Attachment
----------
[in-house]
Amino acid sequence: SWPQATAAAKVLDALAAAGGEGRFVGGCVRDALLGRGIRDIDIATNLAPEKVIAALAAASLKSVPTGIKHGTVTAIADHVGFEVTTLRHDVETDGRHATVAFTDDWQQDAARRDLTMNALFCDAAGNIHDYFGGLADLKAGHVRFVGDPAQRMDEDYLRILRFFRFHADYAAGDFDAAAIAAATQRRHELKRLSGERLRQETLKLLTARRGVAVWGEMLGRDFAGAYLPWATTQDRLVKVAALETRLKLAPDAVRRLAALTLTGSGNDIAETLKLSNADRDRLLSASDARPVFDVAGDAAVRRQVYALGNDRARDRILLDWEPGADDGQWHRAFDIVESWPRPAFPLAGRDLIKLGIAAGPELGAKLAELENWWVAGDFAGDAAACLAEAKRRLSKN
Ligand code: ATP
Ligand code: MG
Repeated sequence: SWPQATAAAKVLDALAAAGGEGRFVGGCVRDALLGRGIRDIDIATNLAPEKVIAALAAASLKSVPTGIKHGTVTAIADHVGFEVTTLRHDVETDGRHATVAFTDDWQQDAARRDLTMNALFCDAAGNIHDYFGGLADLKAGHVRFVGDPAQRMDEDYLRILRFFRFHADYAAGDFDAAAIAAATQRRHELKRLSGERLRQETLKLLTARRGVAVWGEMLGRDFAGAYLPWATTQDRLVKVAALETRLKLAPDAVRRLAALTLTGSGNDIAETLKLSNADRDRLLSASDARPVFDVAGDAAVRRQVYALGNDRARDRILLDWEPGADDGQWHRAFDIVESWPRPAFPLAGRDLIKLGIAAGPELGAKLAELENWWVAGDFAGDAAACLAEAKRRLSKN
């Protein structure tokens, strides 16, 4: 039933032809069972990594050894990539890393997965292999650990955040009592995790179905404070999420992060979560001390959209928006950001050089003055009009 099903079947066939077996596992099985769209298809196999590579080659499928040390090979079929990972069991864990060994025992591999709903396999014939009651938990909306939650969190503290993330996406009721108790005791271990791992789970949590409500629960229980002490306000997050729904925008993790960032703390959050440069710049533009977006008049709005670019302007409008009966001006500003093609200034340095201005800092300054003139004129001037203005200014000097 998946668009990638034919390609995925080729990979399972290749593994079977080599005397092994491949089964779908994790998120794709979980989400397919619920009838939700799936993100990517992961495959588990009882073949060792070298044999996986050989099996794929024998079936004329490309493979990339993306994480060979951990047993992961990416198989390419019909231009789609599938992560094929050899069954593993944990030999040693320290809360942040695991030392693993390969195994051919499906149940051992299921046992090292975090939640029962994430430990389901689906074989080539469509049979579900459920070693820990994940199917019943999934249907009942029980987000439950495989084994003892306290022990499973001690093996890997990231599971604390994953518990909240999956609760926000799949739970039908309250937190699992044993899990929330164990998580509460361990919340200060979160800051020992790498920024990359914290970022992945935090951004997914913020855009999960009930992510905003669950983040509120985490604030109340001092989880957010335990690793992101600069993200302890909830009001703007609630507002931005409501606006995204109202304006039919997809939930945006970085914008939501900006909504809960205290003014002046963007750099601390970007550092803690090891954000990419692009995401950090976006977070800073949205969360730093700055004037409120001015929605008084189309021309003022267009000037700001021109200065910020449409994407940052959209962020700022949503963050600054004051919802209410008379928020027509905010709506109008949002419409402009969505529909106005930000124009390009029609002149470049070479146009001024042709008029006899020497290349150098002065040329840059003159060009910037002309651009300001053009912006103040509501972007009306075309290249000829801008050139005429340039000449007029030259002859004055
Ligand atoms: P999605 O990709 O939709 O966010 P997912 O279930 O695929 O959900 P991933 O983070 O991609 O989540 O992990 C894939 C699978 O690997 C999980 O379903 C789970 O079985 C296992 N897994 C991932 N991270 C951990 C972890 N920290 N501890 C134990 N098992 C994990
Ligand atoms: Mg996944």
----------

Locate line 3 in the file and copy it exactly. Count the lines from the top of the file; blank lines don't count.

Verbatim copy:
Ligand code: ATP